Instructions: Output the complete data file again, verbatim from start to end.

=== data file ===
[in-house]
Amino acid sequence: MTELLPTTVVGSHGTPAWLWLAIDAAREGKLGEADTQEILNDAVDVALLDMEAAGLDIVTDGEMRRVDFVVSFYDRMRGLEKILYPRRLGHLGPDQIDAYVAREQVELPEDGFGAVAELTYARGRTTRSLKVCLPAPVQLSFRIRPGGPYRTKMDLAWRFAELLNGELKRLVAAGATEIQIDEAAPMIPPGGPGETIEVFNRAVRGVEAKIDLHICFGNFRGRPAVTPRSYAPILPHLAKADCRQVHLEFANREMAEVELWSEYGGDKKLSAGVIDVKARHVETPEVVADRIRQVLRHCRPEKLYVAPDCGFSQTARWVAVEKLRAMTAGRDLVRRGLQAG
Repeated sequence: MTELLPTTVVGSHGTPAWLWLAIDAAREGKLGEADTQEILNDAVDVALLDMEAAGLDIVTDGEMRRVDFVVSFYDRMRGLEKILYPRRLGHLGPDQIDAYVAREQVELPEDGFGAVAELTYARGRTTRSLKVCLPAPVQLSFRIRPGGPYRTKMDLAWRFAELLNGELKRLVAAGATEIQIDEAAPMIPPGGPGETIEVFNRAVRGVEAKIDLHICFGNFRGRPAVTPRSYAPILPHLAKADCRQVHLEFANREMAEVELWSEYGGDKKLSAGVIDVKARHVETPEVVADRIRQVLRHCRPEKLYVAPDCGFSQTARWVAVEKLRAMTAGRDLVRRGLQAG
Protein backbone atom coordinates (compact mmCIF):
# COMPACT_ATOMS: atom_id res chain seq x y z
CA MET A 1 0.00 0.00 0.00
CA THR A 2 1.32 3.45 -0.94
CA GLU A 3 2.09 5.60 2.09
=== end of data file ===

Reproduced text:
[in-house]
Amino acid sequence: MTELLPTTVVGSHGTPAWLWLAIDAAREGKLGEADTQEILNDAVDVALLDMEAAGLDIVTDGEMRRVDFVVSFYDRMRGLEKILYPRRLGHLGPDQIDAYVAREQVELPEDGFGAVAELTYARGRTTRSLKVCLPAPVQLSFRIRPGGPYRTKMDLAWRFAELLNGELKRLVAAGATEIQIDEAAPMIPPGGPGETIEVFNRAVRGVEAKIDLHICFGNFRGRPAVTPRSYAPILPHLAKADCRQVHLEFANREMAEVELWSEYGGDKKLSAGVIDVKARHVETPEVVADRIRQVLRHCRPEKLYVAPDCGFSQTARWVAVEKLRAMTAGRDLVRRGLQAG
Repeated sequence: MTELLPTTVVGSHGTPAWLWLAIDAAREGKLGEADTQEILNDAVDVALLDMEAAGLDIVTDGEMRRVDFVVSFYDRMRGLEKILYPRRLGHLGPDQIDAYVAREQVELPEDGFGAVAELTYARGRTTRSLKVCLPAPVQLSFRIRPGGPYRTKMDLAWRFAELLNGELKRLVAAGATEIQIDEAAPMIPPGGPGETIEVFNRAVRGVEAKIDLHICFGNFRGRPAVTPRSYAPILPHLAKADCRQVHLEFANREMAEVELWSEYGGDKKLSAGVIDVKARHVETPEVVADRIRQVLRHCRPEKLYVAPDCGFSQTARWVAVEKLRAMTAGRDLVRRGLQAG
Protein backbone atom coordinates (compact mmCIF):
# COMPACT_ATOMS: atom_id res chain seq x y z
CA MET A 1 0.00 0.00 0.00
CA THR A 2 1.32 3.45 -0.94
CA GLU A 3 2.09 5.60 2.09